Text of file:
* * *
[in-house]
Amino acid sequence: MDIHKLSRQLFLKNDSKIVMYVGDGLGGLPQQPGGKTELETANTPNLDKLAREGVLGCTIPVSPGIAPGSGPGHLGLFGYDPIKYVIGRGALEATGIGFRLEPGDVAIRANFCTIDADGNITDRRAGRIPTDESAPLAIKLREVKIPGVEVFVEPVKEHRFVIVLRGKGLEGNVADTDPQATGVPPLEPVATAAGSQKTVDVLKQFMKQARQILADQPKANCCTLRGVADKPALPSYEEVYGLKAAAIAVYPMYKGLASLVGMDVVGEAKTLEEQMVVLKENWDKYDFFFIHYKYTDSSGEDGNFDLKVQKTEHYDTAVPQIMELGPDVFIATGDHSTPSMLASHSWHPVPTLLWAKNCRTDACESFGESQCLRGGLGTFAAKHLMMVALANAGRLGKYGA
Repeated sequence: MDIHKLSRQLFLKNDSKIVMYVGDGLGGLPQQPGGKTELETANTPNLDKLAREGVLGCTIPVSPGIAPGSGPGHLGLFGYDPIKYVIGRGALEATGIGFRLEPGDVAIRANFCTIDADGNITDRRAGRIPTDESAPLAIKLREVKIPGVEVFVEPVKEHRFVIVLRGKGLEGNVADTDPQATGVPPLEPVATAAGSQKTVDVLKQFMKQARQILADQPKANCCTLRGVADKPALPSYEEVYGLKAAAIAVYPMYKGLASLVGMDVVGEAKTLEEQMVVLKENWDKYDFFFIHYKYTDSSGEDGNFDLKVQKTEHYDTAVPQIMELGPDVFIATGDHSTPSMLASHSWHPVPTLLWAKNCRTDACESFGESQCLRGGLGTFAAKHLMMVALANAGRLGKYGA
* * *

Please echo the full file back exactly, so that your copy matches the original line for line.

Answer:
[in-house]
Amino acid sequence: MDIHKLSRQLFLKNDSKIVMYVGDGLGGLPQQPGGKTELETANTPNLDKLAREGVLGCTIPVSPGIAPGSGPGHLGLFGYDPIKYVIGRGALEATGIGFRLEPGDVAIRANFCTIDADGNITDRRAGRIPTDESAPLAIKLREVKIPGVEVFVEPVKEHRFVIVLRGKGLEGNVADTDPQATGVPPLEPVATAAGSQKTVDVLKQFMKQARQILADQPKANCCTLRGVADKPALPSYEEVYGLKAAAIAVYPMYKGLASLVGMDVVGEAKTLEEQMVVLKENWDKYDFFFIHYKYTDSSGEDGNFDLKVQKTEHYDTAVPQIMELGPDVFIATGDHSTPSMLASHSWHPVPTLLWAKNCRTDACESFGESQCLRGGLGTFAAKHLMMVALANAGRLGKYGA
Repeated sequence: MDIHKLSRQLFLKNDSKIVMYVGDGLGGLPQQPGGKTELETANTPNLDKLAREGVLGCTIPVSPGIAPGSGPGHLGLFGYDPIKYVIGRGALEATGIGFRLEPGDVAIRANFCTIDADGNITDRRAGRIPTDESAPLAIKLREVKIPGVEVFVEPVKEHRFVIVLRGKGLEGNVADTDPQATGVPPLEPVATAAGSQKTVDVLKQFMKQARQILADQPKANCCTLRGVADKPALPSYEEVYGLKAAAIAVYPMYKGLASLVGMDVVGEAKTLEEQMVVLKENWDKYDFFFIHYKYTDSSGEDGNFDLKVQKTEHYDTAVPQIMELGPDVFIATGDHSTPSMLASHSWHPVPTLLWAKNCRTDACESFGESQCLRGGLGTFAAKHLMMVALANAGRLGKYGA